In the states with significant voter ID laws, more than 10 million eligible citizens live 10 or more miles away from an office issuing the proper photo IDs and about half a million of those voters don’t have access to a vehicle, according to a study out Wednesday.
One in 10 eligible voters do not have the proper photo ID required to cast ballots under new voter ID laws in the 10 states studied, and the Brennan Center for Justice at the New York University School of Law found a number of major difficulties for citizens who need to obtain the correct identification.
In the report, the Brennan Center — which is regarded as a liberal think tank and is against the new voter ID laws — states free photo IDs are not easily accessible to the 11 percent of voters who do not currently have them.
In the 10 states with restrictive voter ID laws, about half a million eligible voters do not have access to a vehicle and live 10 miles from a government office where they could acquire an ID, the study found. And more than 10 million eligible voters live more than 10 miles away from an ID-issuing office. About 1.2 million black voters and 500,000 Hispanic voters live more than 10 miles away from their closest ID office, and the study noted “people of color are more likely to be disenfranchised by these laws since they are less likely to have photo ID than the general population.”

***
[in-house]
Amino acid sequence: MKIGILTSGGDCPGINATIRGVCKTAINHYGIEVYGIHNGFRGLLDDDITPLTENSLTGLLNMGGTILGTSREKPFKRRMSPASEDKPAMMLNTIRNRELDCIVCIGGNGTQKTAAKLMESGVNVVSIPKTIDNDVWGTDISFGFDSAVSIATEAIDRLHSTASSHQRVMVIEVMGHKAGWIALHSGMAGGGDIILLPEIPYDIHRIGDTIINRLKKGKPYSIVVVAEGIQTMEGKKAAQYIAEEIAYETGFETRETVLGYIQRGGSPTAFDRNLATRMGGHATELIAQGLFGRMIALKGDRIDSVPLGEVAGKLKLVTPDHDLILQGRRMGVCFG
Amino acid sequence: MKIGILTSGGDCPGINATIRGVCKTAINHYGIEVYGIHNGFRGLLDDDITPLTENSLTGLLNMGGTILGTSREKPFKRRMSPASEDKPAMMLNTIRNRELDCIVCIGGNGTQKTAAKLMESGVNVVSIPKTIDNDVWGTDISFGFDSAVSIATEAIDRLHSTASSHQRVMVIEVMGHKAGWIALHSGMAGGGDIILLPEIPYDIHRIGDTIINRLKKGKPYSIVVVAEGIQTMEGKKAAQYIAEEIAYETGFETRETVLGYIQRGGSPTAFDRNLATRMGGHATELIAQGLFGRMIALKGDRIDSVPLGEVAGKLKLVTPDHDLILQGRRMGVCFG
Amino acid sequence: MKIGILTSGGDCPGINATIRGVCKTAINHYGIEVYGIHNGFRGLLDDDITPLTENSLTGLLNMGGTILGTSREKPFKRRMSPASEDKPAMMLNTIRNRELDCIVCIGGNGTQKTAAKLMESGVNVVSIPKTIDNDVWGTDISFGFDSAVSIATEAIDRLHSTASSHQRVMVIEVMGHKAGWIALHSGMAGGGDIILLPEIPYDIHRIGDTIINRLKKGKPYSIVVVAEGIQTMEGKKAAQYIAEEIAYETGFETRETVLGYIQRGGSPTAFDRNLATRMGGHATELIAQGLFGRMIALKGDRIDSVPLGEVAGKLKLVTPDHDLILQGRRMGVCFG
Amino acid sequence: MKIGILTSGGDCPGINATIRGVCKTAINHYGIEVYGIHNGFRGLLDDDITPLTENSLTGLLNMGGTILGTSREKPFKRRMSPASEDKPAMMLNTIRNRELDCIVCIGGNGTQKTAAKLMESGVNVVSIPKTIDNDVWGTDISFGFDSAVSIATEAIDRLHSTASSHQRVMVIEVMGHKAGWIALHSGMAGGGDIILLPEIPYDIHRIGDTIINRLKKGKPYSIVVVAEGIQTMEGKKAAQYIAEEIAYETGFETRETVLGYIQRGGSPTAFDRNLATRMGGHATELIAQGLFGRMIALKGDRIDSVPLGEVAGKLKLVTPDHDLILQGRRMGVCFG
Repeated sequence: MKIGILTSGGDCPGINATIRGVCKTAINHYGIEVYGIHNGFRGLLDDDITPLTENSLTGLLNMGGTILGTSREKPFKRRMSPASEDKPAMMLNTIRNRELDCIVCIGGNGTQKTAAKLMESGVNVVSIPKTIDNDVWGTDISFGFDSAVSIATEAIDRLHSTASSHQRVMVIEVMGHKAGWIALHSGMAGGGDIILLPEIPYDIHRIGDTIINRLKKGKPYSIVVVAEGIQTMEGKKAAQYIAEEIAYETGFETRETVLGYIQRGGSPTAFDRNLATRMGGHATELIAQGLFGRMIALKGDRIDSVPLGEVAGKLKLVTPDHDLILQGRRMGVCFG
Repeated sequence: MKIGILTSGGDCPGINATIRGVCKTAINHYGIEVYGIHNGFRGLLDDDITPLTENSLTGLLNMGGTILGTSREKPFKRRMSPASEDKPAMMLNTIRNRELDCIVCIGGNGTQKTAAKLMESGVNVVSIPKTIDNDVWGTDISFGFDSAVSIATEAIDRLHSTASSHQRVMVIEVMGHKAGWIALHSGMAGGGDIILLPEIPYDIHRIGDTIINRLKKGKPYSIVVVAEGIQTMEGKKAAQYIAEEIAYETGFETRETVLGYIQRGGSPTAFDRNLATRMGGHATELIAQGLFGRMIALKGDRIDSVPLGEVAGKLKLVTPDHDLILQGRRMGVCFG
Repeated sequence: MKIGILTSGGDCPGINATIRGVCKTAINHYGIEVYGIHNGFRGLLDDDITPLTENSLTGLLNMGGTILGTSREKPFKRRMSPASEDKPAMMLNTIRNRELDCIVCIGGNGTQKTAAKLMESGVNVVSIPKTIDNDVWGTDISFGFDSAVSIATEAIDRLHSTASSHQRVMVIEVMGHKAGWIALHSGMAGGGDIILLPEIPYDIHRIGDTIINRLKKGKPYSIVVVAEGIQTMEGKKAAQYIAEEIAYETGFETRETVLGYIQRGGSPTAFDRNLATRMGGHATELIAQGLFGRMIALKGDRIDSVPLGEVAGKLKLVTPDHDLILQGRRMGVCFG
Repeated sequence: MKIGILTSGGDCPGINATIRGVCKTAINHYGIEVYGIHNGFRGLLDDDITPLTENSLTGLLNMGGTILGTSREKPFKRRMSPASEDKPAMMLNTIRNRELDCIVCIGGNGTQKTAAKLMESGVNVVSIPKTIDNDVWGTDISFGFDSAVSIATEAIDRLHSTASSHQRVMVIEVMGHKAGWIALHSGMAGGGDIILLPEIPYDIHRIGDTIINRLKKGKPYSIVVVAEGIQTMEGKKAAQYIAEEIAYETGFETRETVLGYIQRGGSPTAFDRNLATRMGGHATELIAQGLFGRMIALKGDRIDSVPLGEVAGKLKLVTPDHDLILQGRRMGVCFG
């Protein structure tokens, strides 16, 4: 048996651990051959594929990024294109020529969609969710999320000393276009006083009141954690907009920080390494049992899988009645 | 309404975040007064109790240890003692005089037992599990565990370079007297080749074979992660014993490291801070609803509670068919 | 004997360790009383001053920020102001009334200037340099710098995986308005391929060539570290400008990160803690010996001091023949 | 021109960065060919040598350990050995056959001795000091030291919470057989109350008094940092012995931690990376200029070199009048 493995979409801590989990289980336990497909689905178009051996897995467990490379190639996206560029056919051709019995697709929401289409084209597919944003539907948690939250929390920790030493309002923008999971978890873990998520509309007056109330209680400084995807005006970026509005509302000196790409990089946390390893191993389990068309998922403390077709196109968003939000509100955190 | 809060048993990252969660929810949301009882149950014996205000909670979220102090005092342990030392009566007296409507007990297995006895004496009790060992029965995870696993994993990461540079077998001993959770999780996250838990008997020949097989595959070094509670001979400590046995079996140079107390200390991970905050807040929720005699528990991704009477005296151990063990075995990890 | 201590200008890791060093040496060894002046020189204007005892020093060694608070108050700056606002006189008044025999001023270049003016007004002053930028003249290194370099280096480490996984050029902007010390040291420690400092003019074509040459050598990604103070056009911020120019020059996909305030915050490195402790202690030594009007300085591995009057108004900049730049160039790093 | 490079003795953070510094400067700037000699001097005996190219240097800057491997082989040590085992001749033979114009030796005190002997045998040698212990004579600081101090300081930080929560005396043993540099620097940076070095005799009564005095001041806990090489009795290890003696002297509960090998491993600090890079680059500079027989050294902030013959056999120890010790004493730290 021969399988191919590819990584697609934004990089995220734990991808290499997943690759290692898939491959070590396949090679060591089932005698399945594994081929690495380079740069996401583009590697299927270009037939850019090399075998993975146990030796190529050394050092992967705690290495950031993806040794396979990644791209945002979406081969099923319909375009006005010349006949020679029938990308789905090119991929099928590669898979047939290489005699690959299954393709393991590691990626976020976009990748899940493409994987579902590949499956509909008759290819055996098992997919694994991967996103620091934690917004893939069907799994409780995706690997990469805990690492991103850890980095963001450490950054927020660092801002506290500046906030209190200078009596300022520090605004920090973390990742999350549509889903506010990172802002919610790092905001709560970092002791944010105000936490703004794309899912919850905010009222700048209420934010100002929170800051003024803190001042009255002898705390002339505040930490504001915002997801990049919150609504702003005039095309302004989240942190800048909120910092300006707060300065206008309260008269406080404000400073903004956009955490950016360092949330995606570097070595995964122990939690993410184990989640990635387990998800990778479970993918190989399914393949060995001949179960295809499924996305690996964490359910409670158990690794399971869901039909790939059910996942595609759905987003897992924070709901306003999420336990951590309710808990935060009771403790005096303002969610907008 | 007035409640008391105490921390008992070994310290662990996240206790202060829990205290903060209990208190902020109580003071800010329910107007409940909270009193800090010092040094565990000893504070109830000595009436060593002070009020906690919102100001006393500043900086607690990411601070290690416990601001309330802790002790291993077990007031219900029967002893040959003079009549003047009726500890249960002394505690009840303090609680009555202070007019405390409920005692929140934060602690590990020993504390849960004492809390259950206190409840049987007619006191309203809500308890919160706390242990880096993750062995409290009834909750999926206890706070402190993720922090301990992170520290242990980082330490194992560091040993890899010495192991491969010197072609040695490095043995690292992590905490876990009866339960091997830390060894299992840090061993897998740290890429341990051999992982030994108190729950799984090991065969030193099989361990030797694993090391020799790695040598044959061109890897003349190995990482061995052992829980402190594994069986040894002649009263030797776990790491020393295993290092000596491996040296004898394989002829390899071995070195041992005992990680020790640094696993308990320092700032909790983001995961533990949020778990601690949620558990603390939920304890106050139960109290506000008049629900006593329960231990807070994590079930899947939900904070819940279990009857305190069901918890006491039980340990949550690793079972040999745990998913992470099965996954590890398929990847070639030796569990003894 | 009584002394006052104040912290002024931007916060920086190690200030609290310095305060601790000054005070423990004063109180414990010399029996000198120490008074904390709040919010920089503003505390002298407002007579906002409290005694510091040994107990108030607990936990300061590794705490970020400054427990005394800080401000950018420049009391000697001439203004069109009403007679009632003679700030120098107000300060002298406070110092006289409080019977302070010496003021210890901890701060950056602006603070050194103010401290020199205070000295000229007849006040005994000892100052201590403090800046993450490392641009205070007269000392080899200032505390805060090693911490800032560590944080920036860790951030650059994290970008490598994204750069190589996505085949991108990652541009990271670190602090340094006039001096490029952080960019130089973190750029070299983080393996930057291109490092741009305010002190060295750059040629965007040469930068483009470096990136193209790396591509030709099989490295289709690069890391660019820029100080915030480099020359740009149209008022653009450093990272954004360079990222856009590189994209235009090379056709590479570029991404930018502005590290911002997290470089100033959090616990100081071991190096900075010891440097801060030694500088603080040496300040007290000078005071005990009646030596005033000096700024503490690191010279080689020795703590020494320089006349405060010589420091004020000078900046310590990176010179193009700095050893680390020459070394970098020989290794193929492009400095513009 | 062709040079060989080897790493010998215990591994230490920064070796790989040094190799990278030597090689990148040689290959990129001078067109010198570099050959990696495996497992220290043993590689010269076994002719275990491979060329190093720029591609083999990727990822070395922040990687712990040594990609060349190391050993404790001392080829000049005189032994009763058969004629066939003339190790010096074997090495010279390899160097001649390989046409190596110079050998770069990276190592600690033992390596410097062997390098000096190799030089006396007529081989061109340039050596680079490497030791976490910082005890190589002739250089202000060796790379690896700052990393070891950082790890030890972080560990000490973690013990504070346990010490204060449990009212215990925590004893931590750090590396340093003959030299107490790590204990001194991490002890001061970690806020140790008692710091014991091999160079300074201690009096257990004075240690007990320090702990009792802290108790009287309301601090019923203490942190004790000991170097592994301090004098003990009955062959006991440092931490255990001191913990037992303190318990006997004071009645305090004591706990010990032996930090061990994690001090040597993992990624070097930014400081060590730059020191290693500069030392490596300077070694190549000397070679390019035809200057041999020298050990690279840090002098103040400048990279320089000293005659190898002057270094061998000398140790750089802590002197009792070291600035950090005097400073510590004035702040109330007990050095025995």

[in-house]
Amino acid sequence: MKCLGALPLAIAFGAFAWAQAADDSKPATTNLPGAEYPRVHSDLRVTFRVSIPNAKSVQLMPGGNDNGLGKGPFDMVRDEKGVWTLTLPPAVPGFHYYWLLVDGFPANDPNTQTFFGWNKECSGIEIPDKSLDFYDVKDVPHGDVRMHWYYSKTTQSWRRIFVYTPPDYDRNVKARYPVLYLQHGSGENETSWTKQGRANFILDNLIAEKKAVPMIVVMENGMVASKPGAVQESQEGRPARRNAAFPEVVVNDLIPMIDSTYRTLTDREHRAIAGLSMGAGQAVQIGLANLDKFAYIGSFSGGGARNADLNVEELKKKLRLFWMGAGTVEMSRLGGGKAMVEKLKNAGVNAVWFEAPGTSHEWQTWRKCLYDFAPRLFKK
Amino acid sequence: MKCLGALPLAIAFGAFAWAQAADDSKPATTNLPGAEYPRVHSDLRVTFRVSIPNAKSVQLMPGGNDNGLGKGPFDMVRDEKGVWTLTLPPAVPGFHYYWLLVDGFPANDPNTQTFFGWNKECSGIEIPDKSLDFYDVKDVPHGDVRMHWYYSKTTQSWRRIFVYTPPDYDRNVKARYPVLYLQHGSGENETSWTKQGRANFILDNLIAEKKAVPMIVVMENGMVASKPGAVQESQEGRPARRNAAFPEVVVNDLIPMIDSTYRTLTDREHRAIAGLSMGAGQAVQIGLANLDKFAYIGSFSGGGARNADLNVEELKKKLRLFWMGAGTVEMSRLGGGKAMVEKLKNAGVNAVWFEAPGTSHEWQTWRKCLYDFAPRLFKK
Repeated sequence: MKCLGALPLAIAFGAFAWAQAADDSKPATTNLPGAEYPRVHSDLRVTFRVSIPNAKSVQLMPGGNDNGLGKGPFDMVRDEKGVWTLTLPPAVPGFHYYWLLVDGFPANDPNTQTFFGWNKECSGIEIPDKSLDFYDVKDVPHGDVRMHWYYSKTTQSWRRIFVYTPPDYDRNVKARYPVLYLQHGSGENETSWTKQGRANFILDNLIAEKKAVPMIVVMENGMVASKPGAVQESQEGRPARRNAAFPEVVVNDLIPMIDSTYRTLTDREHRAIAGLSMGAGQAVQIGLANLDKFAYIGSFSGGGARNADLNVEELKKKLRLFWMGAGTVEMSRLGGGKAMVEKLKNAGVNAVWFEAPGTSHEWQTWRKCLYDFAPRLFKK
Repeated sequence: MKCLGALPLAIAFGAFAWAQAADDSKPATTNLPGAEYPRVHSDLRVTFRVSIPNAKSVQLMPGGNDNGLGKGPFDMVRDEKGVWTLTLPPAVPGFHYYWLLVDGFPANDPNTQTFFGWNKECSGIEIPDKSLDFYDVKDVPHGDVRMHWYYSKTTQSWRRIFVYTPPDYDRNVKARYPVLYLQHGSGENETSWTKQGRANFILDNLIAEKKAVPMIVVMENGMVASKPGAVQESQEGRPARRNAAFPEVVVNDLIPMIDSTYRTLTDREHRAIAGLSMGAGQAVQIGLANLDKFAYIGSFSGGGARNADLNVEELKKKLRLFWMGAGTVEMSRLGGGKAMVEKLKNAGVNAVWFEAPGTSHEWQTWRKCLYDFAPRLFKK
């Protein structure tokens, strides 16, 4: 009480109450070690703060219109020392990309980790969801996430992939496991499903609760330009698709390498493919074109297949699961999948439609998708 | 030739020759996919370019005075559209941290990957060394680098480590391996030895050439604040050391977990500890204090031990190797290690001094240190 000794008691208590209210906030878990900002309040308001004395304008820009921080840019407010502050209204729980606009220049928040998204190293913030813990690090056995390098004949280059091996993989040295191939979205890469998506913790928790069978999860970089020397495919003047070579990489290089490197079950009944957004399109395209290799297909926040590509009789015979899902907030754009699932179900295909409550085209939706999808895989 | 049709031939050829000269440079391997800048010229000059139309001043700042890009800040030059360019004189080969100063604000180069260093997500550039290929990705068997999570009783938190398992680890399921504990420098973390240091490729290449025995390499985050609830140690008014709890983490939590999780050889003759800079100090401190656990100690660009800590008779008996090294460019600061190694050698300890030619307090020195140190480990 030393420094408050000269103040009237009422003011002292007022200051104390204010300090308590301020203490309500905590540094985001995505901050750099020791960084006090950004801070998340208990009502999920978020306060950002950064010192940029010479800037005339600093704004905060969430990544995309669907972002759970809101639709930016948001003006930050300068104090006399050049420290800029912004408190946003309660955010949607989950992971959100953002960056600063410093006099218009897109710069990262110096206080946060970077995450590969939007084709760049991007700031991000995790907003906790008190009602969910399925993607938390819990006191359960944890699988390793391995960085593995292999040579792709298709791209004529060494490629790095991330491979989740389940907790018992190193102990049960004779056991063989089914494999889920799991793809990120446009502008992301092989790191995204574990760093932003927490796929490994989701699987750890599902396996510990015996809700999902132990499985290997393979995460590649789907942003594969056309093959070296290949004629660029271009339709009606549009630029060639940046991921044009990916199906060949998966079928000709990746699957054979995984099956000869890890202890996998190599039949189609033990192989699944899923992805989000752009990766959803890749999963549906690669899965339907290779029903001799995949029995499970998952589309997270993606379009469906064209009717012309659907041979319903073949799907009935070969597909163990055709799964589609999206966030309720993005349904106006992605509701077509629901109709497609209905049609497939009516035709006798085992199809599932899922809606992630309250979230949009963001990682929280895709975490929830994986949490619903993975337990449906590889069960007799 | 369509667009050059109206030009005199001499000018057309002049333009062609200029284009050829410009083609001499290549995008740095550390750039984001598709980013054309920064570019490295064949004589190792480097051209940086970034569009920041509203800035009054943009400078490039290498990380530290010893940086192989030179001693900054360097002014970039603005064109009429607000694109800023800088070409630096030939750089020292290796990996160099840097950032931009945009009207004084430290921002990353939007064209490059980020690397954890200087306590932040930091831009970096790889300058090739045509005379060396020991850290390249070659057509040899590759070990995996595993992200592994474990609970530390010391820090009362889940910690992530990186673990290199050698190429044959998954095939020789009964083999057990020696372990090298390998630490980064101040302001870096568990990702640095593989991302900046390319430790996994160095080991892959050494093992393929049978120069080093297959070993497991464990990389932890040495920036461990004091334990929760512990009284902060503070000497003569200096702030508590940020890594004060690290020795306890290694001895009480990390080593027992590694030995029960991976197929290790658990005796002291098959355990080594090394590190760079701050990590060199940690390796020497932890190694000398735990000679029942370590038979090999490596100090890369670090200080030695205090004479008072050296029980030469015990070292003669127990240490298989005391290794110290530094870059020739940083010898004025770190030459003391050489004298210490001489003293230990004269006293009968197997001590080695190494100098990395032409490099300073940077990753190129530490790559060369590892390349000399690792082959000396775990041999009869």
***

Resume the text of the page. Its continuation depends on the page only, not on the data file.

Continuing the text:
The government offices where voters can obtain the proper IDs have limited business hours, the Brennan Center stated, citing an example in Sauk City, Wisconsin where the ID office is open only on the fifth Wednesday of any month — but only four months in 2012 have that fifth Wednesday.